Experian and Moody’s Analytics have just released the Q3 2020 Main Street Report. The report brings deep insight into the overall financial well-being of the small-business landscape, as well as offer…
Experian and Moody’s Analytics have just released the Q3 2020 Main Street Report. The report brings deep insight into the overall financial well-being of the small-business landscape, as well as offer commentary on business credit trends and what they mean for lenders and small businesses.
In a fight for survival, small businesses have turned to layoffs and borrowing as they attempt to reach the other side of COVID-19. The increased borrowing is helping to mask rising late-stage delinquencies and bankruptcy. But these tactics can only mask weakness for so long. With another round of government stimulus unlikely to arrive before year’s end, small businesses will need to borrow for survival again.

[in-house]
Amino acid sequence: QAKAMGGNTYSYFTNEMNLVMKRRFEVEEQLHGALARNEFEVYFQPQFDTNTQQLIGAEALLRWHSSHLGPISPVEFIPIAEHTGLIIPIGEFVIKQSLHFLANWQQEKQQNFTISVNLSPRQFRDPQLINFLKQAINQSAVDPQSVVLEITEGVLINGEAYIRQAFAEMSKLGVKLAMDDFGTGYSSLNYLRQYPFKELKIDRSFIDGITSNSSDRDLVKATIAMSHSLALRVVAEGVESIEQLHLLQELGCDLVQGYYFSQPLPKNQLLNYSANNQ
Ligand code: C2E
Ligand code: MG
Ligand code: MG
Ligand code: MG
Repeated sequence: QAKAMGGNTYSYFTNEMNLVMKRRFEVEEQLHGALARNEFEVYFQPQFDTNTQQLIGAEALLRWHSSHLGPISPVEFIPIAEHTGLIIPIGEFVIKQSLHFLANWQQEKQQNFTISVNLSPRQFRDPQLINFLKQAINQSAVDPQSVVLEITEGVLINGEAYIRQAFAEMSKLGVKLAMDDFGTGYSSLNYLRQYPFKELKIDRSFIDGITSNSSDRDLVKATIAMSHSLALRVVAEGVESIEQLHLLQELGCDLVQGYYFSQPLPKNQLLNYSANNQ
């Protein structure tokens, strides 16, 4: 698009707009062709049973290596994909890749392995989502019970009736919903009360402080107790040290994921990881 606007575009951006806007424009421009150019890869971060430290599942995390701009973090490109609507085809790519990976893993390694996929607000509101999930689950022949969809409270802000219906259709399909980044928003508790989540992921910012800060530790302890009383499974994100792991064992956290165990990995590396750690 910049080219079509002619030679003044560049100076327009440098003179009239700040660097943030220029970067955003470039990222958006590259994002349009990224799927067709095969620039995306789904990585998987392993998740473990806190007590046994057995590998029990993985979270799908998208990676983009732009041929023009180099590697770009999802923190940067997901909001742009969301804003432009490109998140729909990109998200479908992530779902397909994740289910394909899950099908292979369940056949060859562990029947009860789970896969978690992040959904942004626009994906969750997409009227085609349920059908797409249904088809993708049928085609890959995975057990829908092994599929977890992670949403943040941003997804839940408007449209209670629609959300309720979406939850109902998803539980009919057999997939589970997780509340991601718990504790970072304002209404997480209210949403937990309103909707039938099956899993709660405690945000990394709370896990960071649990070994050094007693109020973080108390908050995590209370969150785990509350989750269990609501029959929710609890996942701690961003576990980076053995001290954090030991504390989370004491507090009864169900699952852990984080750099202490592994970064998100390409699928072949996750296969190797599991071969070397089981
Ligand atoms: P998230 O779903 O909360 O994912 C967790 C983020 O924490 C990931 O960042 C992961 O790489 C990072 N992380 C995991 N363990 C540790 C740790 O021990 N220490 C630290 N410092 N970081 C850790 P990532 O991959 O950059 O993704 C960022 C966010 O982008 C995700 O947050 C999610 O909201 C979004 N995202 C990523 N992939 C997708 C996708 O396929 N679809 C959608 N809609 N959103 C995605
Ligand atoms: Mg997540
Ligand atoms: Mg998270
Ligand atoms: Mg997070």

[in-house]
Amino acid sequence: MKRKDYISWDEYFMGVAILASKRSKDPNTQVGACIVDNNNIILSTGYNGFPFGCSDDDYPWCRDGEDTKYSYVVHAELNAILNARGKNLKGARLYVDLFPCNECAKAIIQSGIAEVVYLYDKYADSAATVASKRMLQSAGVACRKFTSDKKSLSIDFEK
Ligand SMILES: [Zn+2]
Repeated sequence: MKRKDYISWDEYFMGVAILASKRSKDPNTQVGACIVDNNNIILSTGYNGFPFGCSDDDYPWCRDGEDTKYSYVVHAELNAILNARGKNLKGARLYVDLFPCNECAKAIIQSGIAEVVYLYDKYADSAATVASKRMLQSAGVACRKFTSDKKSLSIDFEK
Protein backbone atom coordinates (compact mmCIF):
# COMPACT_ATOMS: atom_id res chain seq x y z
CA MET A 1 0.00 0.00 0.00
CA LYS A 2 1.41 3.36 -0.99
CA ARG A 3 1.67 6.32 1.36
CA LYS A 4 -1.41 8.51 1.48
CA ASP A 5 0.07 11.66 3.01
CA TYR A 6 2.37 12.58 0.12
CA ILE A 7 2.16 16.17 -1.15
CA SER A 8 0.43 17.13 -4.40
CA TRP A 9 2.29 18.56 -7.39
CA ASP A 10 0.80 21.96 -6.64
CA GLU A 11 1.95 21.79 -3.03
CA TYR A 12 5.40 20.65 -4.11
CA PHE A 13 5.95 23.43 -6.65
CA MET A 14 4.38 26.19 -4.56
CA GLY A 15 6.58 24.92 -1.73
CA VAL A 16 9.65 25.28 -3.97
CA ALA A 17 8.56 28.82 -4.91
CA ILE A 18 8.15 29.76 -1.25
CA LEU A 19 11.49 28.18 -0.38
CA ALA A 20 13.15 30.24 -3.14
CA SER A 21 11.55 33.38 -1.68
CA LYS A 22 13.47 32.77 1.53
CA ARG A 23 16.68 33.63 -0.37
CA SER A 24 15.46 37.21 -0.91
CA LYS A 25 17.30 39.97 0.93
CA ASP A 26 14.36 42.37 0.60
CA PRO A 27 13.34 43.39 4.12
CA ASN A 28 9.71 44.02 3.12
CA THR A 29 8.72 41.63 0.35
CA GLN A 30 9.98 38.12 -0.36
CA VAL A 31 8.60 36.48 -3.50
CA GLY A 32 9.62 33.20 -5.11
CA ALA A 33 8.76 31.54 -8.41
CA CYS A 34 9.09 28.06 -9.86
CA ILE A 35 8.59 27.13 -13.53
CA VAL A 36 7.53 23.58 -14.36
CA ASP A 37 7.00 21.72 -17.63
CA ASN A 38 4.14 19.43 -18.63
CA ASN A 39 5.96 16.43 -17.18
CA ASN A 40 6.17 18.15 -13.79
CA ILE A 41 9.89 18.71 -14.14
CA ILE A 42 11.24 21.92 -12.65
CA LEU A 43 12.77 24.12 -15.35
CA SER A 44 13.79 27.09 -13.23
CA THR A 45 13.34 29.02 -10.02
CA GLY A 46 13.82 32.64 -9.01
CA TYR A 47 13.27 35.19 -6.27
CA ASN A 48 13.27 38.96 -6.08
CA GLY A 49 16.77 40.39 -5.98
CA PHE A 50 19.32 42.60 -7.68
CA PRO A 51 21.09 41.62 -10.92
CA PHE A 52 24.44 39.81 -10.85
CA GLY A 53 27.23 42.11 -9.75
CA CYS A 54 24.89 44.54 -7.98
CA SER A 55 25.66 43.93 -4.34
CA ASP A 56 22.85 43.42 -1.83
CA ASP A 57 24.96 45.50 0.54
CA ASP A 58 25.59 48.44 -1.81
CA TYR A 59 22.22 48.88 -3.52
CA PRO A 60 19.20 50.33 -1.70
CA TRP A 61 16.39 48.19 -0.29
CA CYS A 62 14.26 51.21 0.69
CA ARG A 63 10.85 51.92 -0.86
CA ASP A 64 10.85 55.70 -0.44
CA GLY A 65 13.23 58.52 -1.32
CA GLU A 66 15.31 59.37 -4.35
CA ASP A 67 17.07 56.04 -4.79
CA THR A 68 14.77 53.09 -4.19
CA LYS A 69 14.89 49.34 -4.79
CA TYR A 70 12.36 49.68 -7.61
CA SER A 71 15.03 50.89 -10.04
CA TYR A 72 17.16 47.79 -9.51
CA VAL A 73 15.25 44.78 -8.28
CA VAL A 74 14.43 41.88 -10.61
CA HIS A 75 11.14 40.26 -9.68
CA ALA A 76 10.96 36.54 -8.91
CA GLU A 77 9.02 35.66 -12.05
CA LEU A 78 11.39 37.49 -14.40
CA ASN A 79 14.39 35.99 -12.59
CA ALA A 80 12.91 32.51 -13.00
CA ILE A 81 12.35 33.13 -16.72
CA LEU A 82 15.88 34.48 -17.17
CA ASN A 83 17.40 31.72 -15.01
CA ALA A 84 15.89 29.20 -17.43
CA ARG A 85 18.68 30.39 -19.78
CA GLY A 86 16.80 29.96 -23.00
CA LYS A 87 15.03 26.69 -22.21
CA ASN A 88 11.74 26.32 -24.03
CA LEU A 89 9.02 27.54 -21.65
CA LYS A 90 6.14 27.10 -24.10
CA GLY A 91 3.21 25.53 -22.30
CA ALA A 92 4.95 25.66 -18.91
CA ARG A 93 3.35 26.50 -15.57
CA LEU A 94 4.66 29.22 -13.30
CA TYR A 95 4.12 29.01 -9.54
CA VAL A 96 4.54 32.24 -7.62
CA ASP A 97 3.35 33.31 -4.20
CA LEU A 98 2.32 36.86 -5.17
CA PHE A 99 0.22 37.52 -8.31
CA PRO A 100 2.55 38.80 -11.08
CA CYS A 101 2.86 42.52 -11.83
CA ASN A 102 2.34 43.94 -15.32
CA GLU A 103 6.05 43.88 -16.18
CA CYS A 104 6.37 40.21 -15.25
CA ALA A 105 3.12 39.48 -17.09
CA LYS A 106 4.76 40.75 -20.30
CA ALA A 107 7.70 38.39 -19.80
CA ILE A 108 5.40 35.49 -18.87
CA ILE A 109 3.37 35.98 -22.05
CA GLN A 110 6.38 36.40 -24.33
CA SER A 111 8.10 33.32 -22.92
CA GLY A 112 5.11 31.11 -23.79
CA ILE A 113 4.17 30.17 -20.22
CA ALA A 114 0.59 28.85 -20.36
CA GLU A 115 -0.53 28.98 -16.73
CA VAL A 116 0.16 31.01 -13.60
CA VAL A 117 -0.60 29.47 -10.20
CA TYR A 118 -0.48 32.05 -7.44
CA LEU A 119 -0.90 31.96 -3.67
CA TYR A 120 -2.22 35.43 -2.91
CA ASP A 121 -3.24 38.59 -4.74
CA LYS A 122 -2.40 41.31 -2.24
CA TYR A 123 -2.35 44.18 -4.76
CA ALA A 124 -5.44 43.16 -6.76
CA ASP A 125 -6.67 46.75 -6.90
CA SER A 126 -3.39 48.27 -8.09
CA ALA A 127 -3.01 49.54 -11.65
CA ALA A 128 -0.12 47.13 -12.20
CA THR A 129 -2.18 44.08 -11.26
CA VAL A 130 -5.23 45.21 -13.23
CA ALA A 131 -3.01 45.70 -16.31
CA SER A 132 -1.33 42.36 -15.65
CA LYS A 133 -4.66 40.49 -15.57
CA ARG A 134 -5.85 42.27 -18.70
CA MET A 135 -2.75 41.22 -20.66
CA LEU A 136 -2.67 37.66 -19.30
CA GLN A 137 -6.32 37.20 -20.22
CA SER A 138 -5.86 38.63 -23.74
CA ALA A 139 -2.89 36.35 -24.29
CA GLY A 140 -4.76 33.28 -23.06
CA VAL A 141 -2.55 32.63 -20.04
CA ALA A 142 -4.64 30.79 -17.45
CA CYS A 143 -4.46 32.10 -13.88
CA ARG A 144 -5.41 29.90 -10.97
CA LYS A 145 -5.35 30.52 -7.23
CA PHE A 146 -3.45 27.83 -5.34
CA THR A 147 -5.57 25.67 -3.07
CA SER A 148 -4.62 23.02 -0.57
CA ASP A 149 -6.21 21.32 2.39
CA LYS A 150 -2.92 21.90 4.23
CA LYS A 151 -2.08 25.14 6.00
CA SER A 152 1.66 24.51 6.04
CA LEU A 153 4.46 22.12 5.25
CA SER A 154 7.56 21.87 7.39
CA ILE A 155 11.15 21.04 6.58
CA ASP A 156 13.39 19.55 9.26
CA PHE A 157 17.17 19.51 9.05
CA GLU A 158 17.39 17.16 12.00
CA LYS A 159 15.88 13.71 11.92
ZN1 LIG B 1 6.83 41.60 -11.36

While we did see some jobs come back in Q3, small business payrolls have shrunk by more than 2 million from this time last year. The hardest hit are those businesses with 1-19 and 20-49 employees; both of these groups saw payrolls shrink by 1 million employees.
The 31-90 days past due (DPD) delinquency rate on small business credit plunged to 1.25 percent in the third quarter. This ended the streak of increasing delinquency we had observed for the last year. However, this is likely to be short-lived, as the US appears to have entered a new phase of the COVID-19 pandemic with cases again on the rise.
Commercial and Industrial loans continued to run hot. C&I numbers are a lagging indicator, so the latest numbers reflect the second quarter. At that time new C&I lending was 21 percent higher than in the same period a year ago.
If you would like to get the full analysis of the data behind the latest Main Street Report, join us for the Quarterly Business Credit Review webinar.